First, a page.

Why did this happen? The answer is that there is a false belief that mergers between industry rivals reduces competition and therefore raises prices for consumers. “Simple common sense,” Pate announced earlier this year, “would suggest that this merger would be bad for competition.”

That was clearly false in this particular case — which is why Oracle won in court. Oracle now controls 7 percent of the business software market. PeopleSoft roughly another 8 percent. The merger would bring Oracle’s share to 15 percent. Can a firm that commands one-seventh of a market fix prices? If so, cornflakes would cost $8 a box.

Meanwhile, other software firms, most prominently Microsoft, are now preparing to introduce their own rival business software packages — which would shrink market share even lower for this combined firm. The biggest advocate of squelching the assimilation of these two U.S. firms was German rival SAP.

On balance, and in more cases than not, the macro-impact of famous recent Justice Department antitrust actions has been economically debilitating. Companies like AT&T, Microsoft, IBM, and General Motors, businesses that were once thought by Justice Department officials to be gobbling up the marketplace like Pac Men, are today facing swarms of domestic and international competitive forces that in some cases have caused these firms to come to Washington pleading for protection. Today’s monopoly is tomorrow’s corporate-welfare recipient wielding a tin cup. The government on one hand won’t allow firms to overly achieve; on the other hand it won’t allow them to fail.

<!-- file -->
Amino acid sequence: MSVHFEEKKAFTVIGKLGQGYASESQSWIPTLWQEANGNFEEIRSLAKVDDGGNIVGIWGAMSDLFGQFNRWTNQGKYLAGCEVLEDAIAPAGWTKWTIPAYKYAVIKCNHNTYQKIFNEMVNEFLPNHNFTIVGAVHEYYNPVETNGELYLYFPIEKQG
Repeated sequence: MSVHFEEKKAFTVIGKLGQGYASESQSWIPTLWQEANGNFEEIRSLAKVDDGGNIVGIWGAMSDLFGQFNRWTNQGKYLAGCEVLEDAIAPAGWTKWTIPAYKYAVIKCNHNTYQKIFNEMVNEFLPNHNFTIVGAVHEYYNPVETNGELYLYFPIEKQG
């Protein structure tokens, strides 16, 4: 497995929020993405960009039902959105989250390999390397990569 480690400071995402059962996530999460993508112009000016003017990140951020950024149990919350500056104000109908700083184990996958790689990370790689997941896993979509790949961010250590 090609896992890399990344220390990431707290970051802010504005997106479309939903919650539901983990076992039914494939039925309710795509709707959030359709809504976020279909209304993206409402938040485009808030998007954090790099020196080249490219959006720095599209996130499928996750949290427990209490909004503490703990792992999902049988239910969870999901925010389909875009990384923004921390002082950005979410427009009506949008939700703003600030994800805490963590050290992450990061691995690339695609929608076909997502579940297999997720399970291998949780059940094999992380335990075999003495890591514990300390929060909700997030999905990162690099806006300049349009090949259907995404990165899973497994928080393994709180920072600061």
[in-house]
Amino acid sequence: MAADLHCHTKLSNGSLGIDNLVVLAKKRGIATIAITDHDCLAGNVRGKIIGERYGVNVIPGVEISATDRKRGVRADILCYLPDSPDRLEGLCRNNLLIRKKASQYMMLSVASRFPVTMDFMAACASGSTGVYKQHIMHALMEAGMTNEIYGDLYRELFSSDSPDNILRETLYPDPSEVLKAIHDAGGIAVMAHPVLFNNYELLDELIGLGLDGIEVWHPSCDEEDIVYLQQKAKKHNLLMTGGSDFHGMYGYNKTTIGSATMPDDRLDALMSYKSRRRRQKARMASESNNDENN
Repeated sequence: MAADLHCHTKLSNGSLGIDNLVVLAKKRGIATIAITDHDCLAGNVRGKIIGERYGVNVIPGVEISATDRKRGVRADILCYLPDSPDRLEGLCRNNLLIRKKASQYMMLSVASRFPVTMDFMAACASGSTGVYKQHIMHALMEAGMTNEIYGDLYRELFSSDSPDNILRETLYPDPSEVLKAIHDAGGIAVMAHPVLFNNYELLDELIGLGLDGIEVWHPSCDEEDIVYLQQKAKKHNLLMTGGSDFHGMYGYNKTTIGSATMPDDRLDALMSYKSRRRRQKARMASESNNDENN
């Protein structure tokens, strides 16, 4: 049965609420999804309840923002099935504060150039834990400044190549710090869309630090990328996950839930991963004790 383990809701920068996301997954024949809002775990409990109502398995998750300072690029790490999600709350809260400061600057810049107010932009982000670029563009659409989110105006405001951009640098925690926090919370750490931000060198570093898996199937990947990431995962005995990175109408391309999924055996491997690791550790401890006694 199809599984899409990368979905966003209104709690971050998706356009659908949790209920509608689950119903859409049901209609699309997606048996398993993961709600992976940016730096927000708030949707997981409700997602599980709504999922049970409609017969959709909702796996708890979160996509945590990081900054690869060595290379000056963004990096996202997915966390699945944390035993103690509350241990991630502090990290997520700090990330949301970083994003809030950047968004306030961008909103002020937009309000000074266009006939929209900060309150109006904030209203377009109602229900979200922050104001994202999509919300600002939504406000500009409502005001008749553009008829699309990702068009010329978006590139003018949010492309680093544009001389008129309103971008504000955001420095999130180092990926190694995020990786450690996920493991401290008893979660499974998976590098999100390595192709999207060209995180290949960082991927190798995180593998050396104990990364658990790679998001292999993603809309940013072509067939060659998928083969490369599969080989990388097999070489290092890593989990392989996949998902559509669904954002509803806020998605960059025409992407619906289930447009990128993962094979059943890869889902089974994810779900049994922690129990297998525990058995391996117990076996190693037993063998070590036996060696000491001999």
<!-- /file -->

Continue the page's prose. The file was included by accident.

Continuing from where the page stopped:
Antitrust actions may have made sense during the era of Theodore Roosevelt, when firms like Standard Oil could truly monopolize local markets. But in the 21st century, where markets are global, the idea that firms can gouge consumers on prices is as antiquated as the stage coach. Consumers are more fickle and cost-conscious than ever before. If prices get out of line in any market where there are no barriers to entry, competitors swoop in and lower costs so that monopoly rents disappear.

What’s more, antitrust is nothing more than a devious form of corporate welfare where the aggrieved who can’t compete in the open market rush to Uncle Sam for aid. For evidence of this, consider Oracle. There is a delicious irony in this latest case: The Oracle that is being damaged by the Justice Department is the same firm that cheered on the trustbusters when they sunk their fangs into Microsoft. Oracle CEO Larry Ellison was one of the instigators of the Microsoft action, which is why, as a Wall Street Journal editorial recently noted, “the company has a hard time playing the role of Damsel in Distress.”

One strange repercussion of the lawsuit against Microsoft was that even Microsoft’s competitors were injured by the case. A number of academic studies now show that the lawsuit’s plaintiffs — including Sun Microsystems and Oracle — not only depressed Microsoft share prices, but their own as well. When the technology trust-busters were on the prowl, all tech stocks took a hit, because investors realized that if a technology firm started to experience rapid growth, it might fall victim to the same witch hunt suffered by Microsoft.